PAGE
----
Big Wind wins protection from eagle-death prosecutions, but the production tax credit is still up in the air

posted at 7:41 pm on December 10, 2013 by Erika Johnsen

I missed this at the tail end of last week, but it’s precisely the outcome I was expecting to this latest dustup over the Obama administration’s favorable treatment of its much-beloved renewable energy projects: The Department of Interior, in their ever-infinite wisdom, decided on Friday to institute a rule that will allow wind energy projects to completely avoid compliance with Bald and Golden Eagle Protection Act and its wildlife-related legal brethren with permits good for thirty years. Via the WSJ:

The newly finalized rule would grant 30-year permits allowing wind farms and other projects to accidentally kill federally protected eagles, provided they meet certain criteria. …

The new rule, which takes effect immediately, is a victory for the wind industry. The industry has contended that the five-year permit created uncertainty, as companies prepared to finance large-scale projects intended to last up to three decades. …

“This isn’t a free pass,” said Peter Kelley, vice president of public affairs for the American Wind Energy Association, a trade group. “To get a permit you have to persuade the government you’re going to do an extensive regime or offset [bird harm] by preserving habitat.”

Yes, because I’m sure the process of persuading the Obama administration that their politically preferred pet energy projects need a specialized permit will be most scrupulous indeed — no “free passes” here, no way! The Department of Justice did finally saddle a wind company with some eagle-death fines earlier this month, but I’ve a feeling that that was more of a small placating gesture ahead of this doozy of a special exemption. Wildlife groups are not pleased about the situation:

“Instead of balancing the need for conservation and renewable energy, Interior wrote the wind industry a blank check,” said Audubon President and CEO David Yarnold on the group’s website. “It’s outrageous that the government is sanctioning the killing of America’s symbol, the Bald Eagle. Audubon will continue to look for reasonable, thoughtful partners to wean America off fossil fuels because that should be everyone’s highest priority. We have no choice but to challenge this decision, and all options are on the table.”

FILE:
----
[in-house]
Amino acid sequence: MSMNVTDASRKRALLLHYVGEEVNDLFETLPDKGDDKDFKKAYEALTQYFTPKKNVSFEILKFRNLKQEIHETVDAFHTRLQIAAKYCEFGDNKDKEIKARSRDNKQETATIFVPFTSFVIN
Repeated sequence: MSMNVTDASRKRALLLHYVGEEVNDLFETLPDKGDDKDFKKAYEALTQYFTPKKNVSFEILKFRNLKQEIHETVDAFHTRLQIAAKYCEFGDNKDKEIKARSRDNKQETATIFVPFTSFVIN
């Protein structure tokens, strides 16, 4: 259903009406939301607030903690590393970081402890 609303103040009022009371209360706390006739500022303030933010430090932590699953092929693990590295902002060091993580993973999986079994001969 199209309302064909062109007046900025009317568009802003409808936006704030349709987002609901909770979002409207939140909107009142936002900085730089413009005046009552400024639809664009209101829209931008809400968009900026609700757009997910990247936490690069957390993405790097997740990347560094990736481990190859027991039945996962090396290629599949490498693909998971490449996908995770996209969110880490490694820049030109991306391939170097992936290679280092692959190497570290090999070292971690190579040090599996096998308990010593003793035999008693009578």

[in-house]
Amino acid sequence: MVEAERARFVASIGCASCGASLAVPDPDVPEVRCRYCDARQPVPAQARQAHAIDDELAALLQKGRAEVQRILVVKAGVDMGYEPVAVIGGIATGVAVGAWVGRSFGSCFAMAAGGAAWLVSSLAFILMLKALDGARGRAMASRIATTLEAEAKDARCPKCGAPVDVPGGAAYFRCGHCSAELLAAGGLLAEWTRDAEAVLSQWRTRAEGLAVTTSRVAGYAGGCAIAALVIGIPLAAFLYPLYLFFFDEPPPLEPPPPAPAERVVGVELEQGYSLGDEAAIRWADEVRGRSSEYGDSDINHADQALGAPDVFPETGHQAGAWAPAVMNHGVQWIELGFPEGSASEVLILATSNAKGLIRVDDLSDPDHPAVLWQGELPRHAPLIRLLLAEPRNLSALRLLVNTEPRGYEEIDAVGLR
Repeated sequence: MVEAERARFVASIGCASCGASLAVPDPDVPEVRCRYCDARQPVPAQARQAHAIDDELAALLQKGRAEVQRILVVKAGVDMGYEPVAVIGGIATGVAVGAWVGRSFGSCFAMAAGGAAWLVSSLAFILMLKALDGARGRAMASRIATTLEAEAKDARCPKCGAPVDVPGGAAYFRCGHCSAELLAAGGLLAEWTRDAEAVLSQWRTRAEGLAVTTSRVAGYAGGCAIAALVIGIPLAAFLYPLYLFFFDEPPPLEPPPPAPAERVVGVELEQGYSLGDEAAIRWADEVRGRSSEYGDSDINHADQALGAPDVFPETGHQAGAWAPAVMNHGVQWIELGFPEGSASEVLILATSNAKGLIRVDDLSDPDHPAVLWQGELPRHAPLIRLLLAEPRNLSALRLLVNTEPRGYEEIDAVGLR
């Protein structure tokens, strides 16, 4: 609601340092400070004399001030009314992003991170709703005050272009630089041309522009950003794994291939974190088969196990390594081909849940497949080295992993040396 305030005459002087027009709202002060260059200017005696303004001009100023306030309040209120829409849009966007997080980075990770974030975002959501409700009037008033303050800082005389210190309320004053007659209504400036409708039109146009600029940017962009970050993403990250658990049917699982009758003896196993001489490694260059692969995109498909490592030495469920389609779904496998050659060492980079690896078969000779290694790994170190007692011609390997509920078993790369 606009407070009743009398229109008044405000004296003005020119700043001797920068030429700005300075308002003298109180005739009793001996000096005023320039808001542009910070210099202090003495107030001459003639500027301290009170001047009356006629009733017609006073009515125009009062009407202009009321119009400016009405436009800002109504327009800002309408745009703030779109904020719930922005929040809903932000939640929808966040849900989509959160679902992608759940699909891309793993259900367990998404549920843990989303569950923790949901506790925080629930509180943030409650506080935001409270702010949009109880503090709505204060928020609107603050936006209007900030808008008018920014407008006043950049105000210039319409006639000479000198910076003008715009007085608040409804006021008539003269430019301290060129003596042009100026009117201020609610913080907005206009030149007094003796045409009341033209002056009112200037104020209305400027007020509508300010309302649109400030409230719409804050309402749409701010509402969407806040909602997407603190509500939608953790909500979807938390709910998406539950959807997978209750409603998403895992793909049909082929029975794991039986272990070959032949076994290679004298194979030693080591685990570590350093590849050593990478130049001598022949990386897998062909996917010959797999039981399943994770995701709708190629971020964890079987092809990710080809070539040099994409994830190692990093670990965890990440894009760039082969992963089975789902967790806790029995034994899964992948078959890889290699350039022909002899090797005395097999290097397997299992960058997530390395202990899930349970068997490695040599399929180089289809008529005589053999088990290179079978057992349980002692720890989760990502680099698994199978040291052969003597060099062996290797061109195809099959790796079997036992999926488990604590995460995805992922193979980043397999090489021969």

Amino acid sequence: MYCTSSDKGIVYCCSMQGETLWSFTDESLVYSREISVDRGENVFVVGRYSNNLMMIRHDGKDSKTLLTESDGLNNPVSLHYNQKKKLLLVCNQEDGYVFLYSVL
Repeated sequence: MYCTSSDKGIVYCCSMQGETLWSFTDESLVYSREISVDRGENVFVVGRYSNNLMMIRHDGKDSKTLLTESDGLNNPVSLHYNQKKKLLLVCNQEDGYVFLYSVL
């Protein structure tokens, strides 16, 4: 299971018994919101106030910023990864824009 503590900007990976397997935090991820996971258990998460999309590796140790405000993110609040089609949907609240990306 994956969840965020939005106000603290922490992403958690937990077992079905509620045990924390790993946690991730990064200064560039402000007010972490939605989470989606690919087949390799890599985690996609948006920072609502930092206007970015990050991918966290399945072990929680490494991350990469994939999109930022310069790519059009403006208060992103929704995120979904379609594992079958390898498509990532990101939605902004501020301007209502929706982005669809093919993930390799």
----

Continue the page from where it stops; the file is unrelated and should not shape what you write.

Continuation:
The issue for me has never necessarily been that wind turbines are big bird killers; if wind energy were the clean, cost-effective, and prosperity-inducing energy source its proponents are always portraying it as, that might be a regrettable but worthwhile price to pay. The problem, of course, is that despite their many forms of special federal treatment, wind energy is not a competitive energy source — as evidenced by the fact that, while they won this particular bird-death battle over regulatory uncertainty, they are still fighting tooth and nail for the continuation of the production tax credit that largely determines whether wind industry lives or dies. A PTC extension isn’t looking immediately likely at the moment, and wind companies are rushing to make it in under the wire, via the National Journal:

Uncertainty over expiration of the wind production tax credit has dealt a devastating blow to the wind industry’s forward march. …

When Congress extended the credit at the beginning of 2013, it altered the terms. Now, construction doesn’t have to be finished before the credit expires for a project to be eligible for the subsidy—it just has to be underway. …

But while contract signing hasn’t slowed heading into expiration of the credit the way it did last year, the industry won’t be insulated from damage forever if the subsidy is allowed to lapse.